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Is it true that the x86 ASM "LOCK" command prefix causes all cores to freeze while the instruction following "LOCK" is being executed?

I read this in a blog post and it doesn't make sense. I can't find anything that indicates if this is true or not.

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up vote 23 down vote accepted

It's about locking the memory bus for that address. The Intel 64 and IA-32 Architectures Software Developer's Manual - Volume 3A: System Programming Guide, Part 1 tells us:

7.1.4 Effects of a LOCK Operation on Internal Processor Caches.

For the Intel486 and Pentium processors, the LOCK# signal is always asserted on the bus during a LOCK operation, even if the area of memory being locked is cached in the processor.

For the P6 and more recent processor families, if the area of memory being locked during a LOCK operation is cached in the processor that is performing the LOCK operation as write-back memory and is completely contained in a cache line, the processor may not assert the LOCK# signal on the bus. Instead, it will modify the memory location internally and allow [its] cache coherency mechanism to insure that the operation is carried out atomically. This operation is called "cache locking." The cache coherency mechanism automatically prevents two or more processors that have the same area of memory from simultaneously modifying data in that area. (emphasis added)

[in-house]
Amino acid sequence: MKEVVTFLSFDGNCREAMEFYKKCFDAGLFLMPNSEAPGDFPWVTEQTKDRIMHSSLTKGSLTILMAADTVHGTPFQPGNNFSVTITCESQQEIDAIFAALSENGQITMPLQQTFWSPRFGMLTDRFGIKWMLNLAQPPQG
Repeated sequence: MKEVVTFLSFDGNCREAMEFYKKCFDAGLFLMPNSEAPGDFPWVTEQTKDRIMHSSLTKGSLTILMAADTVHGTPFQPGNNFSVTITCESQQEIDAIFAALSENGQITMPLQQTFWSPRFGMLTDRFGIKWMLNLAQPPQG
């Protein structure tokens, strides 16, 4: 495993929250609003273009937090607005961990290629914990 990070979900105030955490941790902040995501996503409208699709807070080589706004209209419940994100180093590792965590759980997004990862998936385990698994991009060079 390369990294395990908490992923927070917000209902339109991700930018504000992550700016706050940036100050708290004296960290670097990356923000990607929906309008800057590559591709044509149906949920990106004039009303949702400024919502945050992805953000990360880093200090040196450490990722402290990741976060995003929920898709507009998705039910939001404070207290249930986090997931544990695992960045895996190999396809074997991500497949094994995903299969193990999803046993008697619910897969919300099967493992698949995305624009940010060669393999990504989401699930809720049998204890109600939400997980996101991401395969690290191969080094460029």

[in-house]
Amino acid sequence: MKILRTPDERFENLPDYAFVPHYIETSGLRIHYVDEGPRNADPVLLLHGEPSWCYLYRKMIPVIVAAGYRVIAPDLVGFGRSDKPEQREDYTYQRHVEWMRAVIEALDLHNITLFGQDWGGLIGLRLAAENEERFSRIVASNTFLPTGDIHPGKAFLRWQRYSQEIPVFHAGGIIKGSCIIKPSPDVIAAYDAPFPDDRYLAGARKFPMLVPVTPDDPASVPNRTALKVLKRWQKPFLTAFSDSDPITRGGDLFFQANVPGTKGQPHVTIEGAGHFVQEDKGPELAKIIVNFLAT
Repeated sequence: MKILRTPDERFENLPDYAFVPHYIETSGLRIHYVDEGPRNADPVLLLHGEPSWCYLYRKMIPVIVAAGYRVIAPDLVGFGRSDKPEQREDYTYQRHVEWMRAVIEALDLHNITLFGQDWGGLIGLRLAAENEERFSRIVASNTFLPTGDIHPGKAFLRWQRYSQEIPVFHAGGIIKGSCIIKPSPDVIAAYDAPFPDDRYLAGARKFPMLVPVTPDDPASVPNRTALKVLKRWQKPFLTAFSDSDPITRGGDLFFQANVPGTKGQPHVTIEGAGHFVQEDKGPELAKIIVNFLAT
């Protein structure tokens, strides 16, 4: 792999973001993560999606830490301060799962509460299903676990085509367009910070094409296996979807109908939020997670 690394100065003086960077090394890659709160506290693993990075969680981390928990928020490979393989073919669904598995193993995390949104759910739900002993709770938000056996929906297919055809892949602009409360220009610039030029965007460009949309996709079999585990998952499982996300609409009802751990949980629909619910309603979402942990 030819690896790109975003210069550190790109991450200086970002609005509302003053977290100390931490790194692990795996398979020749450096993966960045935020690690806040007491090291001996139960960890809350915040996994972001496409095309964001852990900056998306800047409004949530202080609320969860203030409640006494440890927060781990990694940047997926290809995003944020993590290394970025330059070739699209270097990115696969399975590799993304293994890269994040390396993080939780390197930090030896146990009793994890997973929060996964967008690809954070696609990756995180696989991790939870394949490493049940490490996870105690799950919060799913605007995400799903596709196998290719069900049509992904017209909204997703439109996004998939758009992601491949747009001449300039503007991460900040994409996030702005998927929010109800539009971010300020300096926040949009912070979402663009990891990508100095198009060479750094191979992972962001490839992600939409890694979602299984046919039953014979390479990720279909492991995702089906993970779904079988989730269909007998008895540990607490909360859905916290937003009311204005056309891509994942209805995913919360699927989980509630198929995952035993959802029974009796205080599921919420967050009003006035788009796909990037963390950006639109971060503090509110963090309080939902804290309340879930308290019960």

Here we learn that the P6 and newer chips are smart enough to determine if they really have to block off the bus or can just rely on intelligent caching. I think this is a neat optimization.

I discussed this more in my blog post "How Do Locks Lock?"

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Thanks Jeff! That was a great help :) –  IanC Jul 27 '10 at 10:22
    
Jeff, thanks for filling in the blanks and providing references. It's nice to see that more recent processors are somewhat smarter about locking. –  Steven Sudit Jul 27 '10 at 14:11
    
Thank you, this is just the information I expect to find when googling for lock prefix :) –  cib Apr 29 '12 at 7:36
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No, but it may force other processors to wait while this one accesses memory. Whether these wait states ever make a difference depend on the extent to which the processors are running off a cache.

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Thanks Steven :) –  IanC Jul 27 '10 at 10:23
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